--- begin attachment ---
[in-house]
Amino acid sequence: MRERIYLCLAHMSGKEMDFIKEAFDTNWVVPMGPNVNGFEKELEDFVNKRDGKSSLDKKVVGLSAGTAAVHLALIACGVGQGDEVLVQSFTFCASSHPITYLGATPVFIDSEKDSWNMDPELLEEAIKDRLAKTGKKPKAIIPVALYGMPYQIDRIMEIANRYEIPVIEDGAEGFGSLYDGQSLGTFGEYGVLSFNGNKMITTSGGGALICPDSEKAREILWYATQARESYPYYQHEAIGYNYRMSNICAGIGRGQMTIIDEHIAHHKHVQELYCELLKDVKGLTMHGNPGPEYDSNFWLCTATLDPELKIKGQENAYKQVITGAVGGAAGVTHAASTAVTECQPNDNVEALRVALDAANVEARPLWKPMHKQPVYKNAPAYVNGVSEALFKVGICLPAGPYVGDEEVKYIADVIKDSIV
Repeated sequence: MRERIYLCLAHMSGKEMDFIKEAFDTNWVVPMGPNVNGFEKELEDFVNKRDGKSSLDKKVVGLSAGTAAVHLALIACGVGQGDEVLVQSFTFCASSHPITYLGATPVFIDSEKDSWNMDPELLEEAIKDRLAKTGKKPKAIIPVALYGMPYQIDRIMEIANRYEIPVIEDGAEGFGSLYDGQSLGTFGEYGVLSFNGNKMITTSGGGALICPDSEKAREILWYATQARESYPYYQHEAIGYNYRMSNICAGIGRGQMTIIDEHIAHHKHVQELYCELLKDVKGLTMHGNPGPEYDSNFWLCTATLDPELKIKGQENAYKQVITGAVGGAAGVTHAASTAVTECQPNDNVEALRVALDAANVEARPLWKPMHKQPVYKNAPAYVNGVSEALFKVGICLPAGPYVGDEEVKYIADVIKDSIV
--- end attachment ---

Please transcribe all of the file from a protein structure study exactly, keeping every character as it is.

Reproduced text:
[in-house]
Amino acid sequence: MRERIYLCLAHMSGKEMDFIKEAFDTNWVVPMGPNVNGFEKELEDFVNKRDGKSSLDKKVVGLSAGTAAVHLALIACGVGQGDEVLVQSFTFCASSHPITYLGATPVFIDSEKDSWNMDPELLEEAIKDRLAKTGKKPKAIIPVALYGMPYQIDRIMEIANRYEIPVIEDGAEGFGSLYDGQSLGTFGEYGVLSFNGNKMITTSGGGALICPDSEKAREILWYATQARESYPYYQHEAIGYNYRMSNICAGIGRGQMTIIDEHIAHHKHVQELYCELLKDVKGLTMHGNPGPEYDSNFWLCTATLDPELKIKGQENAYKQVITGAVGGAAGVTHAASTAVTECQPNDNVEALRVALDAANVEARPLWKPMHKQPVYKNAPAYVNGVSEALFKVGICLPAGPYVGDEEVKYIADVIKDSIV
Repeated sequence: MRERIYLCLAHMSGKEMDFIKEAFDTNWVVPMGPNVNGFEKELEDFVNKRDGKSSLDKKVVGLSAGTAAVHLALIACGVGQGDEVLVQSFTFCASSHPITYLGATPVFIDSEKDSWNMDPELLEEAIKDRLAKTGKKPKAIIPVALYGMPYQIDRIMEIANRYEIPVIEDGAEGFGSLYDGQSLGTFGEYGVLSFNGNKMITTSGGGALICPDSEKAREILWYATQARESYPYYQHEAIGYNYRMSNICAGIGRGQMTIIDEHIAHHKHVQELYCELLKDVKGLTMHGNPGPEYDSNFWLCTATLDPELKIKGQENAYKQVITGAVGGAAGVTHAASTAVTECQPNDNVEALRVALDAANVEARPLWKPMHKQPVYKNAPAYVNGVSEALFKVGICLPAGPYVGDEEVKYIADVIKDSIV